Posted by Consider Your Options. , a resident of Another Palo Alto neighborhood,
on Mar 8, 2023 at 3:37 pm

Consider Your Options. is a registered user.

What I don't get is why e-bikes are worse for wildlife than other bikes or than people walking their dogs on extendable leashes that allow the dog to explore off-trail. Or hikers who wander off-trail into nesting areas. (A lot of them do this.) We're allowing dogs on these trails. I'd argue that they are MORE disruptive to wildlife than e-bikes and may be greater in number--but the city allows that.

There's no data to support the position that e-bikes on wide, flat trails like the Adobe Creek Loop Trail (which is 17 or more feet wide and is functionally a road for service trucks) would disrupt wildlife any more than a hiker or dog would. I have seen birds react to both. The decision to exclude e-bike riders was based on anecdotal evidence, at best.

Posted by Mark, a resident of Palo Verde,
on Mar 8, 2023 at 9:51 pm

Mark is a registered user.

Discrimination comes in all shapes, all manner and all forms--this policy is discriminatory in nature. Disabled people are a protected class--and we certainly do have the right to enjoy our bird sanctuary--every road on it-- just like another person.

All Palo Alto has done here is to allocate more of our tax revenues toward defending a patently discriminatory policy--depriving disabled bikers from enjoying what able-bodied people enjoy. Some of us can't ride a regular bike anymore. So we choose an assistance vehicle to get up out to the sanctuary to enjoy it in or own ways. We should and we will stand together and fight what is wrong. This is wrong.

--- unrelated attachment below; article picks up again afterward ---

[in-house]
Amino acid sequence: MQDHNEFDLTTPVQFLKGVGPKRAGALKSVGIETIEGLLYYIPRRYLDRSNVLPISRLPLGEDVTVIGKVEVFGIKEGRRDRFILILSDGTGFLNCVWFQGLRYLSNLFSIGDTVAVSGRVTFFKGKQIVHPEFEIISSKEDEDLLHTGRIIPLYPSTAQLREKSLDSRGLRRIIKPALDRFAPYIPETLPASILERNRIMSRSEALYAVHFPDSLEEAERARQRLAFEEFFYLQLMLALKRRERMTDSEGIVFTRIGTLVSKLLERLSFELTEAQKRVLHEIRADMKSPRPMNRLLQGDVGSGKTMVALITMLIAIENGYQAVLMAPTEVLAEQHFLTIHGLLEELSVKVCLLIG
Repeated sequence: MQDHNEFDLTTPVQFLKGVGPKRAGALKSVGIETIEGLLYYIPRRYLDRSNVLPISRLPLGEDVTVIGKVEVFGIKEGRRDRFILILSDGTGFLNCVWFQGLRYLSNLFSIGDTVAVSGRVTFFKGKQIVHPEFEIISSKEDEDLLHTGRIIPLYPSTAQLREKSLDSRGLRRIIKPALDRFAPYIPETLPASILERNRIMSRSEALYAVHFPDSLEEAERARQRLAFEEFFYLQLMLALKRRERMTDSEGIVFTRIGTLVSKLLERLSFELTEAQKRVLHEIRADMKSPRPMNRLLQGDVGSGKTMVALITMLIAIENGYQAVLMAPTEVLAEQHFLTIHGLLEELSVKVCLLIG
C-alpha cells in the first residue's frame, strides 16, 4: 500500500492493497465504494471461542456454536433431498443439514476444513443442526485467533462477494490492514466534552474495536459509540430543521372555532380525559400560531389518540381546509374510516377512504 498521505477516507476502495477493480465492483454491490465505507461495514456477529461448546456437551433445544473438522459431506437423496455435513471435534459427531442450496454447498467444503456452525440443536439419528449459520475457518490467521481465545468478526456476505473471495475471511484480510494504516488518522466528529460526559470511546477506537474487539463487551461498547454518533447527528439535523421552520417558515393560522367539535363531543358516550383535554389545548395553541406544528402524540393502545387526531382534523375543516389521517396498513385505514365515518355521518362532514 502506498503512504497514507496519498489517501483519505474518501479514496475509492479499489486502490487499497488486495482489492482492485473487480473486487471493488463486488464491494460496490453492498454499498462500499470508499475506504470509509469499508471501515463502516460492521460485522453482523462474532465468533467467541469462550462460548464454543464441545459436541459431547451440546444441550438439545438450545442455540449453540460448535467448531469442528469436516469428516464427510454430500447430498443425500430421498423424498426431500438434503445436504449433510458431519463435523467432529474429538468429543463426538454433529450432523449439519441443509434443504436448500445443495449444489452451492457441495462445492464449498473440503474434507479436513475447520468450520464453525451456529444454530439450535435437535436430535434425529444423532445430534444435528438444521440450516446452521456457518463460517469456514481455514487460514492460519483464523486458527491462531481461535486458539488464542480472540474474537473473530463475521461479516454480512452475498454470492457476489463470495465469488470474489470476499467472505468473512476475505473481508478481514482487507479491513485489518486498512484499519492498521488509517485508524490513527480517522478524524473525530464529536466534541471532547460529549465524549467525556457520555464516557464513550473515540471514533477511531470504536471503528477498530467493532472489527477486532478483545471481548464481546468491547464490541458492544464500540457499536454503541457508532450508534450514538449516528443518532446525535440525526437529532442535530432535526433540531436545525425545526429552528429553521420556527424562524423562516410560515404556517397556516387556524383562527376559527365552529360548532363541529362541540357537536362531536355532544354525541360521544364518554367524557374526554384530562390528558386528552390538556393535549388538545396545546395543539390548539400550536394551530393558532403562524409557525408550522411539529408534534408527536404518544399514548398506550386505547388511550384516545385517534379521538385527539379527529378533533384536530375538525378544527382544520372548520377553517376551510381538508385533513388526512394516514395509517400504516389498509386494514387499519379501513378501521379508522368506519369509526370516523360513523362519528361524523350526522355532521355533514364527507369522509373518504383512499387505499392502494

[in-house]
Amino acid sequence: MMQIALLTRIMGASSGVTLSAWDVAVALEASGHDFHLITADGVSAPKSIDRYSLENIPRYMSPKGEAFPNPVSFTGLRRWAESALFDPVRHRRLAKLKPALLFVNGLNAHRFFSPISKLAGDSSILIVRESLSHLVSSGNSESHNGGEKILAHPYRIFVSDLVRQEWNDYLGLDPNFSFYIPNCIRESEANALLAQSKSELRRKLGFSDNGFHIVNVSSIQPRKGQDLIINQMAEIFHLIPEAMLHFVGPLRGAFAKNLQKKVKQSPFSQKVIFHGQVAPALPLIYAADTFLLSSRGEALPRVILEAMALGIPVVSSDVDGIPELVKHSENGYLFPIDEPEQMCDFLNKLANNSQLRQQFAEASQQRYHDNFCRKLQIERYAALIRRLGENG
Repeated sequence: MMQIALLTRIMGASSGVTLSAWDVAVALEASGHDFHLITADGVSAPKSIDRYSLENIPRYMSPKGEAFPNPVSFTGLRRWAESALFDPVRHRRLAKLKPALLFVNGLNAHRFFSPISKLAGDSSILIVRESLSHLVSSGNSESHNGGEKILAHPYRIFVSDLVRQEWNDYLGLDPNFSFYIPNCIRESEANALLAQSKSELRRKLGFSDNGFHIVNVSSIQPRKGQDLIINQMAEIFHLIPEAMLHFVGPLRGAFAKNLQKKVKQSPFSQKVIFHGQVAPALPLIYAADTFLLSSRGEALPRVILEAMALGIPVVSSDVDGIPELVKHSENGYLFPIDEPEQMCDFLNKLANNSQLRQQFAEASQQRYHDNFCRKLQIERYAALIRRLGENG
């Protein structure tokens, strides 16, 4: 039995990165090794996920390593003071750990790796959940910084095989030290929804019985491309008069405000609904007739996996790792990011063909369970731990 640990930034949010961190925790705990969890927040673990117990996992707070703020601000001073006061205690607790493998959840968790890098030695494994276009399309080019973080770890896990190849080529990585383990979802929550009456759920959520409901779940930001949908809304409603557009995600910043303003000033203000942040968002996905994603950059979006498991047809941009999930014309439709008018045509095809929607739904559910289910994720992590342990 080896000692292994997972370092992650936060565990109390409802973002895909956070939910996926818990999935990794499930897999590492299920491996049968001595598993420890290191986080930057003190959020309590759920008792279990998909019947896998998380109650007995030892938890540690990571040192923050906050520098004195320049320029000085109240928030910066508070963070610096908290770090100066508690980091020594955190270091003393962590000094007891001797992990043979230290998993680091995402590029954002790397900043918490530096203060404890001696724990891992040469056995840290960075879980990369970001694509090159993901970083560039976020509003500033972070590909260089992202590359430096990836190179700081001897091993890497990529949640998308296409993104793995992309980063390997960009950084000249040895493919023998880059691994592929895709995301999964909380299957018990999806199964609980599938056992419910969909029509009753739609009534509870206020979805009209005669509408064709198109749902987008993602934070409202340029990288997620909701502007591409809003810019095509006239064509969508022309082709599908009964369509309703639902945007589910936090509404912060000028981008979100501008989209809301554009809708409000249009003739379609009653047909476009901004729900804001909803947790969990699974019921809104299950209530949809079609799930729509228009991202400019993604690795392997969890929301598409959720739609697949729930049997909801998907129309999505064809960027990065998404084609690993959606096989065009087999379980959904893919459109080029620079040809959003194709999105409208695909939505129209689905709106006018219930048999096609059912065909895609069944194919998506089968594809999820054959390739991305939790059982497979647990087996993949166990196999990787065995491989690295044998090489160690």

Web Link

Posted by Greene and Paly Parent, a resident of Professorville,
on Mar 9, 2023 at 12:26 pm

Greene and Paly Parent is a registered user.

It seems that the council completely missed on the use of e-bikes to enhance lost mobility. As others noted, I agree that the consideration needs to be limiting speed (or perhaps riding style?) rather than whether or not the bike happens to have a battery. Anecdotally, my mother loved biking but then into her 70's, her range decreased. Her body was not as reliable and she could no longer get to her favorite trails. An e-bike was an amazing solution -- a regular bike with a small battery that could be turned on when the body fails. The ban on e-bikes is an undue burden, even a discriminatory one, against individuals that want to enjoy nature and the beautiful trails but do not have the physical ability to ride a regular bike.

Posted by KatieG, a resident of Barron Park,
on Mar 9, 2023 at 1:40 pm

KatieG is a registered user.